I am appalled by the level of discourse in this country. If we are serious about lifting our country, we have to be honest to ourselves and be prepared to speak truth to power. We can no longer push things under the carpet. Moving forward demands a careful and honest assessment of the problems and challenges we face. Only then can we think of finding solutions. As a people we have to talk to each other as fellow citizens and to discuss issues. This conversation is necessary for the solutions depend on us, not on any fairy godfather.
The nonsense I heard as we commemorated the anniversary of Emancipation prompted this article. Some persons had rightly been critical of the decision to have the inauguration of our first female Governor General on that day. It has nothing to do with the person selected, but has arisen from a principled position. How can we as we celebrate the 181st year of emancipation and in a year when we are going to be commemorating the 40th anniversary of the recovery of our independence be sending such mixed signals! The anniversary of emancipation is an important event in the history of our country and a landmark on our journey to satisfy the hopes and expectations that were generated from a people removed from the shackles of slavery. I believe it was an error and many others felt so. What is wrong with voicing an opinion on this?
The standard response we get to such matters is the ridiculous comment that we had an opportunity to vote for a new constitution and refused to do so, so we must accept anything we get. And this is continually being spouted! We were asked to vote Yes or No to a series of constitutional changes. Some persons would have agreed with some and disagreed with others. Is the suggestion here that once you voted No you were against all the proposals? What if there were specific things that you could not agree to? The issue of the CCJ and the Queen as Head of State gets squeezed into this. I had many conversations with the late Professor Simeon McIntosh of Grenada who was then Head of the Faculty of Law at Cave Hill. He was of the view that SVG erred in not allowing the citizens to vote for individual clauses. He was at that point preparing for a Referendum in Grenada and decided that he was going to propose that they vote for individual clauses and not be put in a situation that meant all or nothing. Unfortunately, he died before the Referendum was held.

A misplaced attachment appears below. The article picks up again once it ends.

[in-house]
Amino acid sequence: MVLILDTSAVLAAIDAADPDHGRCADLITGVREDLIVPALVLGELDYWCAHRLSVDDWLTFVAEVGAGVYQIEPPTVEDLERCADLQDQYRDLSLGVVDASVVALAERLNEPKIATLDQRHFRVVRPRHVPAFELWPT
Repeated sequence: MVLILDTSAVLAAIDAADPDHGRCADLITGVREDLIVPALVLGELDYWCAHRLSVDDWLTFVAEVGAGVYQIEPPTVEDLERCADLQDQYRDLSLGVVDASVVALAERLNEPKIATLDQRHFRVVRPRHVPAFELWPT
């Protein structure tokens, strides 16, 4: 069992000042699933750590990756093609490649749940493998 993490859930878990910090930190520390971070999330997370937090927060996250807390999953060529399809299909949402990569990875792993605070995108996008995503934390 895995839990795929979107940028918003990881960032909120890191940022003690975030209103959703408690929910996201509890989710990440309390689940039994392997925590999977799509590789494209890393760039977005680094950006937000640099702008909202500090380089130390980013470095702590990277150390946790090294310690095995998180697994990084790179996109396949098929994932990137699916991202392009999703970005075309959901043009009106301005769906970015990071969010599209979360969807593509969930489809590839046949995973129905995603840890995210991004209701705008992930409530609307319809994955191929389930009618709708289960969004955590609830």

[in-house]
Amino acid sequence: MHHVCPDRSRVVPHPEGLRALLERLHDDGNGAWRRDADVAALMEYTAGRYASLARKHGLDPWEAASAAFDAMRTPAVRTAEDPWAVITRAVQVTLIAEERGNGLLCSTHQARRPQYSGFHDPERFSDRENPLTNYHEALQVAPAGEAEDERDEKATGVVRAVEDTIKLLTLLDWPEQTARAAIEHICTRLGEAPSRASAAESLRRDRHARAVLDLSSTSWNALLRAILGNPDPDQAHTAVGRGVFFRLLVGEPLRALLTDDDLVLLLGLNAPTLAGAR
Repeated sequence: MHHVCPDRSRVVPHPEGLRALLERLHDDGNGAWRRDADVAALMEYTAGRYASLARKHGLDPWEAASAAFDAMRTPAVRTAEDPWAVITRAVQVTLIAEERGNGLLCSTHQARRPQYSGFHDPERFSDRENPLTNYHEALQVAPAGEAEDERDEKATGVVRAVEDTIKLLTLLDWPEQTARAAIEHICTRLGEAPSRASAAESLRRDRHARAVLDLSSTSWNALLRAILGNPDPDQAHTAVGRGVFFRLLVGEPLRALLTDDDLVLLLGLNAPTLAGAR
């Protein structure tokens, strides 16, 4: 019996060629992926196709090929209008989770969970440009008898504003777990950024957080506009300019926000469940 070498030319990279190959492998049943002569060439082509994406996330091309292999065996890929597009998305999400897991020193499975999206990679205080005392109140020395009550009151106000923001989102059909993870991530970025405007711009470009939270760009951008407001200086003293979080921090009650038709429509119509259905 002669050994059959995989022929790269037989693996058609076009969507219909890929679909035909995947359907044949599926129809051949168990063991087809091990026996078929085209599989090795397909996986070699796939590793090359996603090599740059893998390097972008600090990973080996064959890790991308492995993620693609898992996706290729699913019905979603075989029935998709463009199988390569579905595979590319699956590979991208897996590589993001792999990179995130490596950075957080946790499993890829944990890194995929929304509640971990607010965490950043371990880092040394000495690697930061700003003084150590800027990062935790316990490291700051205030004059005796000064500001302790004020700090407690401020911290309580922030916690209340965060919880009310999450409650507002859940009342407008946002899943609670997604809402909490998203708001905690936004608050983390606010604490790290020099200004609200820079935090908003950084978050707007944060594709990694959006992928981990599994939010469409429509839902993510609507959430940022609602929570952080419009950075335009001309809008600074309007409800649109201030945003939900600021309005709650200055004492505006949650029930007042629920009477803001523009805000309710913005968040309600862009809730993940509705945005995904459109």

From what I can remember there was broad agreement on having a President as Head of State but disagreement on the manner in which that person was to be elected or selected. To make the alarming statement that Rickey Singh made that SVG had voted to retain the Queen as Head of State is absurd to say the least.
I am told that the conversation that prompted this article descended into absolute foolishness about a Queen of SVG and one in England. I did not hear the conversation and wasn’t sure what that meant. The last time I knew it, SVG was no longer a colony of England. It is an independent country. The Commonwealth, made up of former colonies of Britain, came into being in 1949 when a decision was made to maintain ties of friendship and cooperation and to acknowledge the British Monarch as Head of State, Not as Queen of State! So, what is this nonsense about a Queen of SVG? There are so many important issues critical to our development that demand our attention. Instead we spend time on sheer foolishness, defending the indefensible!
Dr Adrian Fraser is a social commentator and historian